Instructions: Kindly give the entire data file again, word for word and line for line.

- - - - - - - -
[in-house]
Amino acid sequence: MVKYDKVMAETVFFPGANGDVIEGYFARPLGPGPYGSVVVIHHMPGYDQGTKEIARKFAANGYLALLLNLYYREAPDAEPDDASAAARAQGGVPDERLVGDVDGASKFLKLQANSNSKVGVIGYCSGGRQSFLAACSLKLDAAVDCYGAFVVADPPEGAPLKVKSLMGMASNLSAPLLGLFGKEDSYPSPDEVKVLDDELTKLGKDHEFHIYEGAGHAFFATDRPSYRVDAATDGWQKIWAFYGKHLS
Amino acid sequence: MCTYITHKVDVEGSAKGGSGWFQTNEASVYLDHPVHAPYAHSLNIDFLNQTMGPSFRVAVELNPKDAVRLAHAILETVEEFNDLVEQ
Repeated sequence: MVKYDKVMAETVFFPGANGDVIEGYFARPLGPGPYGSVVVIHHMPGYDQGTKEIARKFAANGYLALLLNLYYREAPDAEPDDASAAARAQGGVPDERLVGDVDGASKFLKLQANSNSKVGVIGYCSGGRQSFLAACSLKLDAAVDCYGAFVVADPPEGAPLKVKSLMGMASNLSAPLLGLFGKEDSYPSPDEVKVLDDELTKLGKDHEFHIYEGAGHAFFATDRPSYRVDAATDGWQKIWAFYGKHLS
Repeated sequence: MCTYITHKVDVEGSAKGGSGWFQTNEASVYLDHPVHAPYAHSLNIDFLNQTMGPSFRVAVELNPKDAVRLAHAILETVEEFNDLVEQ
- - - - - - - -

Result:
[in-house]
Amino acid sequence: MVKYDKVMAETVFFPGANGDVIEGYFARPLGPGPYGSVVVIHHMPGYDQGTKEIARKFAANGYLALLLNLYYREAPDAEPDDASAAARAQGGVPDERLVGDVDGASKFLKLQANSNSKVGVIGYCSGGRQSFLAACSLKLDAAVDCYGAFVVADPPEGAPLKVKSLMGMASNLSAPLLGLFGKEDSYPSPDEVKVLDDELTKLGKDHEFHIYEGAGHAFFATDRPSYRVDAATDGWQKIWAFYGKHLS
Amino acid sequence: MCTYITHKVDVEGSAKGGSGWFQTNEASVYLDHPVHAPYAHSLNIDFLNQTMGPSFRVAVELNPKDAVRLAHAILETVEEFNDLVEQ
Repeated sequence: MVKYDKVMAETVFFPGANGDVIEGYFARPLGPGPYGSVVVIHHMPGYDQGTKEIARKFAANGYLALLLNLYYREAPDAEPDDASAAARAQGGVPDERLVGDVDGASKFLKLQANSNSKVGVIGYCSGGRQSFLAACSLKLDAAVDCYGAFVVADPPEGAPLKVKSLMGMASNLSAPLLGLFGKEDSYPSPDEVKVLDDELTKLGKDHEFHIYEGAGHAFFATDRPSYRVDAATDGWQKIWAFYGKHLS
Repeated sequence: MCTYITHKVDVEGSAKGGSGWFQTNEASVYLDHPVHAPYAHSLNIDFLNQTMGPSFRVAVELNPKDAVRLAHAILETVEEFNDLVEQ